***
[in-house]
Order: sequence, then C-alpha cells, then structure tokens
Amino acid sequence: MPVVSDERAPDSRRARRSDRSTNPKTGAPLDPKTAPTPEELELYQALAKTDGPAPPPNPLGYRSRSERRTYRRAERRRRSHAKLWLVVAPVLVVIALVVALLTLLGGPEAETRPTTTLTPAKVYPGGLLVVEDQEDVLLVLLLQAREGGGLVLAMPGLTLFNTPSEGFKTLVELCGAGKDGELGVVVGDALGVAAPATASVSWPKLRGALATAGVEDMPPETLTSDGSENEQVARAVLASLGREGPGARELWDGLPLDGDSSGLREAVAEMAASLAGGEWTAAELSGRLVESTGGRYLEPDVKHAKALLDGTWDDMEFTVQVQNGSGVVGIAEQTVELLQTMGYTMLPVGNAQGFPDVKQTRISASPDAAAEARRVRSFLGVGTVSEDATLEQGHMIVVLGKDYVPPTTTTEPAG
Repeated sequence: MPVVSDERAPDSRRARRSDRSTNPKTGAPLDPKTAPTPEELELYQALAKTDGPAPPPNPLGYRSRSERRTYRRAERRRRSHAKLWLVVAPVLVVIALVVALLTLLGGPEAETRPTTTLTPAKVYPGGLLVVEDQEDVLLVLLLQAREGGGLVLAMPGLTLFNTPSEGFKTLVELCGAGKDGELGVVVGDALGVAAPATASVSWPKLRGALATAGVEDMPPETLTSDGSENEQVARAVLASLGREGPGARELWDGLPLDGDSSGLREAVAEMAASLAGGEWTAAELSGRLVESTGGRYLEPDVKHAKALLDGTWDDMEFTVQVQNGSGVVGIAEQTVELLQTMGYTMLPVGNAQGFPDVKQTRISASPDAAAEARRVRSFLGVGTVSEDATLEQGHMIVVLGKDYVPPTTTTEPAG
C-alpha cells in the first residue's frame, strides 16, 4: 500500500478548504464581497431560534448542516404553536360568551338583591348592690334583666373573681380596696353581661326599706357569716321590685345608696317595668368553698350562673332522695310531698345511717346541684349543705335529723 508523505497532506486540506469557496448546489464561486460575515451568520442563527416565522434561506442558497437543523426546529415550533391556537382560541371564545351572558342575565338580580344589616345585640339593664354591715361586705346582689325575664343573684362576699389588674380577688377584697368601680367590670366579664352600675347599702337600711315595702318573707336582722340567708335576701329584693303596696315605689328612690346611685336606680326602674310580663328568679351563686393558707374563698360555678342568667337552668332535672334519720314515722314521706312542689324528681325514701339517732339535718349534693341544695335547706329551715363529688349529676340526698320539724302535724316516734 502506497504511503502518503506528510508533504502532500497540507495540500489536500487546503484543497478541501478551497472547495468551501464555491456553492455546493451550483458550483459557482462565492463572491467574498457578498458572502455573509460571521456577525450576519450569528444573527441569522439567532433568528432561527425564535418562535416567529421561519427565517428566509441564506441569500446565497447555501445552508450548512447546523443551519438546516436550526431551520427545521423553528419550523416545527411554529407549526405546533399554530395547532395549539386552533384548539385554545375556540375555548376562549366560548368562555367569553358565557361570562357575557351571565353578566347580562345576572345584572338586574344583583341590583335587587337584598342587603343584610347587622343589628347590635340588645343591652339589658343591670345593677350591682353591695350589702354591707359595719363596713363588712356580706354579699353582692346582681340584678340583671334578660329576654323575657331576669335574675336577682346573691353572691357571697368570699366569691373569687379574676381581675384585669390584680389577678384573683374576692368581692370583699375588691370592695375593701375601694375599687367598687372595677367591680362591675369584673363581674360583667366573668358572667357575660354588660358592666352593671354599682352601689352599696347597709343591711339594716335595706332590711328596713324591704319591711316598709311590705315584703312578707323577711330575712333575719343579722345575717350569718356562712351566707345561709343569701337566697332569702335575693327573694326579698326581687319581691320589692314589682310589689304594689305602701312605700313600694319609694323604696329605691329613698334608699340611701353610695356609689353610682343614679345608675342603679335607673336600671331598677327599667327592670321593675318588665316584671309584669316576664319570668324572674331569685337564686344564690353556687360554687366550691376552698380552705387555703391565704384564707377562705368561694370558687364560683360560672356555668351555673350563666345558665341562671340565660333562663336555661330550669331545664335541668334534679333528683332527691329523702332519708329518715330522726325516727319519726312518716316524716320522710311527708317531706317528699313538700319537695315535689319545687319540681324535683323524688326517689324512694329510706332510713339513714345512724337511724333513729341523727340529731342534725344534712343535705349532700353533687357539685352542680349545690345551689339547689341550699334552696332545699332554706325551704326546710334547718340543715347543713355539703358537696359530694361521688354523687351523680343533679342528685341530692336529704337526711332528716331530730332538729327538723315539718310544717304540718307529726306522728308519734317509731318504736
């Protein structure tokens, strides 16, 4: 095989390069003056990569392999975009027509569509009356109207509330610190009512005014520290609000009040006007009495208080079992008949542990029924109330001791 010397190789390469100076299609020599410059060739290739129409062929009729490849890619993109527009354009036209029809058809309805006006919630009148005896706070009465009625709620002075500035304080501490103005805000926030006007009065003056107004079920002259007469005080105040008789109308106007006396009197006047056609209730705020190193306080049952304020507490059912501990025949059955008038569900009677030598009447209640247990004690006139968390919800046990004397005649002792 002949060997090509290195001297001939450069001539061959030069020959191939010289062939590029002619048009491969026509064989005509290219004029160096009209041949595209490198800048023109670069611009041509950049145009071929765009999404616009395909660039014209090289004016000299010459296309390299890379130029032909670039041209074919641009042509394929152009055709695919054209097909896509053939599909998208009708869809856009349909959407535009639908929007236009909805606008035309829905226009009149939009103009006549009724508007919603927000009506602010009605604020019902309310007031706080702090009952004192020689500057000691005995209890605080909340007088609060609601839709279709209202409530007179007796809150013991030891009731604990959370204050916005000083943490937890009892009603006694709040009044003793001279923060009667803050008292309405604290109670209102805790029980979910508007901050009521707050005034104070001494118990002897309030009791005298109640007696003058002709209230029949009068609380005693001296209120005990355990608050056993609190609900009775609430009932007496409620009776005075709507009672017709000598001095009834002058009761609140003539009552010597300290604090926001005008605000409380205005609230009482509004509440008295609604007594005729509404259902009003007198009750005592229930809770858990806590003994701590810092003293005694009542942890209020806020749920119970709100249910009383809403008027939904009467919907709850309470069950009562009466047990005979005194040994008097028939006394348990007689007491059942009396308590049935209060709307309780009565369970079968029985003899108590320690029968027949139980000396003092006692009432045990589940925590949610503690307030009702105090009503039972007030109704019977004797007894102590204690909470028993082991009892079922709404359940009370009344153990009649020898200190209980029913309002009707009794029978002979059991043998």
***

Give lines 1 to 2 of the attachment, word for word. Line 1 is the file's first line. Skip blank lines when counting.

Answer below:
[in-house]
Order: sequence, then C-alpha cells, then structure tokens